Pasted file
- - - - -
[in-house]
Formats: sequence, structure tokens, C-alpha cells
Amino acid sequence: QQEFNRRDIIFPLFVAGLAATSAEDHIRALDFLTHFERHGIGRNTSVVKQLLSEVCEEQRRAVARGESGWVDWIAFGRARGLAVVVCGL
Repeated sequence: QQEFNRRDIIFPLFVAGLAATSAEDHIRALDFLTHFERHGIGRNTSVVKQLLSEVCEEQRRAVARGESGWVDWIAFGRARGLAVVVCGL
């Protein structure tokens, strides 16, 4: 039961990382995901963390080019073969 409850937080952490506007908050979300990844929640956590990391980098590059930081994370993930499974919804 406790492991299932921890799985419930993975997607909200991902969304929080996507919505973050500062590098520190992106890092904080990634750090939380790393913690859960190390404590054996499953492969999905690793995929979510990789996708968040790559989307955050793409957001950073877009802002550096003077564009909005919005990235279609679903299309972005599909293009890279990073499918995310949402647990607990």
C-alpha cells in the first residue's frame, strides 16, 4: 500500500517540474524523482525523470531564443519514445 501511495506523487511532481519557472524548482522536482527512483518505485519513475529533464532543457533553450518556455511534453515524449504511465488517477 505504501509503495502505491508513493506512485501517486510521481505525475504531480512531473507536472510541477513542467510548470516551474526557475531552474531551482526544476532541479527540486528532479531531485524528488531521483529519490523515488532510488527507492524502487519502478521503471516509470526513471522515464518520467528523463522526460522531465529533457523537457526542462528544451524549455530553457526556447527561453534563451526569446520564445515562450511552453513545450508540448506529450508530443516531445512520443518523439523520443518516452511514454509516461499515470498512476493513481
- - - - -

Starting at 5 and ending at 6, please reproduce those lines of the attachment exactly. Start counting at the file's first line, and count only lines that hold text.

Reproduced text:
């Protein structure tokens, strides 16, 4: 039961990382995901963390080019073969 409850937080952490506007908050979300990844929640956590990391980098590059930081994370993930499974919804 406790492991299932921890799985419930993975997607909200991902969304929080996507919505973050500062590098520190992106890092904080990634750090939380790393913690859960190390404590054996499953492969999905690793995929979510990789996708968040790559989307955050793409957001950073877009802002550096003077564009909005919005990235279609679903299309972005599909293009890279990073499918995310949402647990607990």
C-alpha cells in the first residue's frame, strides 16, 4: 500500500517540474524523482525523470531564443519514445 501511495506523487511532481519557472524548482522536482527512483518505485519513475529533464532543457533553450518556455511534453515524449504511465488517477 505504501509503495502505491508513493506512485501517486510521481505525475504531480512531473507536472510541477513542467510548470516551474526557475531552474531551482526544476532541479527540486528532479531531485524528488531521483529519490523515488532510488527507492524502487519502478521503471516509470526513471522515464518520467528523463522526460522531465529533457523537457526542462528544451524549455530553457526556447527561453534563451526569446520564445515562450511552453513545450508540448506529450508530443516531445512520443518523439523520443518516452511514454509516461499515470498512476493513481